• NoneForeign Transaction Fee

  • Ink Business Unlimited® Credit Card

    A great business card with a flat, simple rewards structure and no annual fees.


    • Good-ExcellentRecommended Credit
    • $0Annual Fee
    • 1.5% Cash BackRewards Rate
    • 1.5xRewards Rate on TV, Phone, Internet Services
    • 1.5xRewards Rate on Entertainment

tip icon
The Best Business Credit Cards at a Glance

The links in the table below and the following component will take you to one of our partner's sites where you can compare and apply for a selected credit card.

Sorry. We were not able to load data for table...
Other Cards to Consider

gasCard

tip icon
HOW WE RANK BUSINESS CREDIT CARDS

To ensure that we provide our readers with the most accurate and up-to-date information, experts at MoneyGeek collect 57 data points from different sources, such as the Consumer Financial Protection Bureau, card issuer websites and our various partners. We rely on our unique in-house ranking methodology to select the best business credit cards, and our model assigns specific percentages to different parameters based on their importance. The key parameters we consider to arrive at our list of the top credit cards for business include:

  • Annual Fee: 15%
  • Welcome Offer: 11%
  • Cash Back/Points/Miles Rate: 7%
  • APR: 5%
  • Foreign Transaction Fee: 3%

How to Compare Business Credit Cards & Intro Offers

Every business has its own needs, so some credit cards will be a better fit for you over others. When you’re comparing cards, consider how you’ll use the rewards program and features and whether the terms are affordable to you.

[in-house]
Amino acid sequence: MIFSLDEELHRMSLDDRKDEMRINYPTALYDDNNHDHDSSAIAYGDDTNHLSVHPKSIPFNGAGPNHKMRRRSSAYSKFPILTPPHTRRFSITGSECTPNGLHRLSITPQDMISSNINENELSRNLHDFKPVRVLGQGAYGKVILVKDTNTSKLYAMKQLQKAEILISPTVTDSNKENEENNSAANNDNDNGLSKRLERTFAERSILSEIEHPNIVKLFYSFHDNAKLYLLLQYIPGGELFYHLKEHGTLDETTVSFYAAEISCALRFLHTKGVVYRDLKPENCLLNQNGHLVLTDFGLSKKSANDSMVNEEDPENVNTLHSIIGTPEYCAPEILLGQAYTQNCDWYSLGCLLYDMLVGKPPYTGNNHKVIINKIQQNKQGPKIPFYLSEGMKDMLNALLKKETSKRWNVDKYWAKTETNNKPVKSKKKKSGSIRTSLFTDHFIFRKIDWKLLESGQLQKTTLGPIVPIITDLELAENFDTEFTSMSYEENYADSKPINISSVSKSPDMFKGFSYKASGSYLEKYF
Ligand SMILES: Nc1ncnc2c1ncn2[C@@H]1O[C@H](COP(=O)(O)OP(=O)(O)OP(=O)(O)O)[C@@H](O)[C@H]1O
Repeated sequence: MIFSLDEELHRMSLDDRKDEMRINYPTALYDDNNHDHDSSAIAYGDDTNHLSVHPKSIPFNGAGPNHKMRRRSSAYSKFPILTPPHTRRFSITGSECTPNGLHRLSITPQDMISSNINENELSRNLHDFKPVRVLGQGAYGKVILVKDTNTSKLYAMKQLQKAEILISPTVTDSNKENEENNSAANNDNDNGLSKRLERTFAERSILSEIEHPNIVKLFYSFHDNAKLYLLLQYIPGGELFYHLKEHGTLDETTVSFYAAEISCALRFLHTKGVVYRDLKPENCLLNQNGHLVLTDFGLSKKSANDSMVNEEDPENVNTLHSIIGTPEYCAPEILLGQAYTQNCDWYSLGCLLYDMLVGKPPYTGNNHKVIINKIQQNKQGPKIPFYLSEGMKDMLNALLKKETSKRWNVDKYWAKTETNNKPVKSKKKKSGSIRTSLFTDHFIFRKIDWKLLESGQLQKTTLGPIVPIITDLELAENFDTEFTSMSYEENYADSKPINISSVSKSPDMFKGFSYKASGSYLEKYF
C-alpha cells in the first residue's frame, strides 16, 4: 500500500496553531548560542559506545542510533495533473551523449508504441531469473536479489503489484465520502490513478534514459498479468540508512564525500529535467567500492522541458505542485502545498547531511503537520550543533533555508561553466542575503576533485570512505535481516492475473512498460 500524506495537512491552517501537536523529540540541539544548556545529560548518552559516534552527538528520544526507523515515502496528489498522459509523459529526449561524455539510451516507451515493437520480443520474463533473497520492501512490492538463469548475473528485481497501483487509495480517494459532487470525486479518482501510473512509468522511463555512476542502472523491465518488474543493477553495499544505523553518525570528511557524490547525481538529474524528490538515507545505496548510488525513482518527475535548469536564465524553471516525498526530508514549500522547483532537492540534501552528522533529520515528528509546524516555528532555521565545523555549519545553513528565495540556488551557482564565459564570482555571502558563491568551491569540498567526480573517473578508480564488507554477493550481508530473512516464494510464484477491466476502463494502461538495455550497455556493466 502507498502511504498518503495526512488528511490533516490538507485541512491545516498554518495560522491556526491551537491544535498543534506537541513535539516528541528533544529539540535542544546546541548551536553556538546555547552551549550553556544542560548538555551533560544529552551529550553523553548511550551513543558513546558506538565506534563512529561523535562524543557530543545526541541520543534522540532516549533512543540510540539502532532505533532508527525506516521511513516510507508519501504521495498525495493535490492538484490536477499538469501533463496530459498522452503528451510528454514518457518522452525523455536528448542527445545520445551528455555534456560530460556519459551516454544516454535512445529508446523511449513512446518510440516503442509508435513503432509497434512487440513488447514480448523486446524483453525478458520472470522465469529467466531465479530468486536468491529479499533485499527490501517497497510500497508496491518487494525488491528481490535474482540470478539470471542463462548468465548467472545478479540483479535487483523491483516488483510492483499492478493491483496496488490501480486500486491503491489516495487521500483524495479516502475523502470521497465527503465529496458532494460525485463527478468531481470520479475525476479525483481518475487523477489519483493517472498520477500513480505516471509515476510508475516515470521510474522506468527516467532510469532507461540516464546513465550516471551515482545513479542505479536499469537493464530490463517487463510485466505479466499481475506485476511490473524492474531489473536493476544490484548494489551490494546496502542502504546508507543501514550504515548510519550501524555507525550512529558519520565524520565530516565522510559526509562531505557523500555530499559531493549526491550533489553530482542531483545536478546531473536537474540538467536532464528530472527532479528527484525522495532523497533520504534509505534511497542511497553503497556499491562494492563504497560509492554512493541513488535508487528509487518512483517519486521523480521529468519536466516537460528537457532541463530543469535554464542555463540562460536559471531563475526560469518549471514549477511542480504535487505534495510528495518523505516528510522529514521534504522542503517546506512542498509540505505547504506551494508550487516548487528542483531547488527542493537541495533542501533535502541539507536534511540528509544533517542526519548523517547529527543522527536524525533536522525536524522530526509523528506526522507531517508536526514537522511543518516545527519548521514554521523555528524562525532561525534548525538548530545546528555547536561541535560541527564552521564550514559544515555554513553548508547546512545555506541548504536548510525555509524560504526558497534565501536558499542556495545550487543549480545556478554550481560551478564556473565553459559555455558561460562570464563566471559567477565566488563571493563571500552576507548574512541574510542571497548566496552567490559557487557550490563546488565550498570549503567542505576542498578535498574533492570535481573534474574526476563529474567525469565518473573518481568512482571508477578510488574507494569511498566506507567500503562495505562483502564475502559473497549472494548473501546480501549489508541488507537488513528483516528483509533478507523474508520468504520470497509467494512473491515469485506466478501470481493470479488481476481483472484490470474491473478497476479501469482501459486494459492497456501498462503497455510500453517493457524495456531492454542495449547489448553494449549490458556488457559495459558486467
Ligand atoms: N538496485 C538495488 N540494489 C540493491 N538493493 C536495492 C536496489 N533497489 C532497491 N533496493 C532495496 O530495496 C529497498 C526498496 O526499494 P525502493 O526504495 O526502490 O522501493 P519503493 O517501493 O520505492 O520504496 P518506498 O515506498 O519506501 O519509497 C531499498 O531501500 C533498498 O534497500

1

Assess your business spending

If you’ve already been in business for a while, go through statements from your business checking account or other credit cards to see which expenses regularly come up and how much you usually spend each month. This can help you choose a rewards program to maximize those expenses.

2

Consider whether you need employee cards

If your business has employees, you may want to give them access to the line of credit so they can make business-related purchases and earn rewards for the account. Check whether the credit card issuer offers employees cards, charges a fee for them or allows you to set spending limits on each card.

3

Check the credit card terms

Your credit card might cost you money if you have a high annual fee and carry a balance. But the fees could be worth it if the rewards are a good match for your expenses. And you can find ways to save money if you tend to revolve a balance; for example, the card might offer a 0% introductory APR.

4

Look for additional features

Look for other fees you might have to pay and any features that come with the card. Then consider how it will impact your business. For example, a card that charges foreign transaction fees may be a poor choice if you frequently travel overseas or make purchases with foreign suppliers.

5

Compare introductory offers

Many business credit cards come with sign-up bonuses, but you might need to spend a certain amount to earn them. Make sure you can receive the bonus without overspending.

MoneyGeek’s Guide to Finding the Best Credit Card for Your Business

Your goal might be to find a credit card that helps your business grow, but it’s just as important to understand the risks and rewards that come with them, how to apply, how to manage your account and when not to use a credit card for financing business purchases.

>> MORE: How to Get a Business Credit Card

Benefits to Having a Business Credit Card

Business credit cards come loaded with perks that can help your business get ahead. These help you:

  • Benefit
    Description
  • Finance purchases

    Whether your business needs to buy supplies or access
    cash advances, credit cards provide a ready source of capital.

  • Control employee spending

    Providing employee cards helps you better track
    employee expenses without dealing with reimbursements.

  • Earn rewards

    You might earn cash back or points that you can
    redeem for travel and other rewards. Plus, most business
    credit cards come with extra perks like travel insurance
    and extended warranties.

  • Simplify your finances

    Many business credit cards provide quarterly and
    year-end summaries and connect with bookkeeping
    software programs.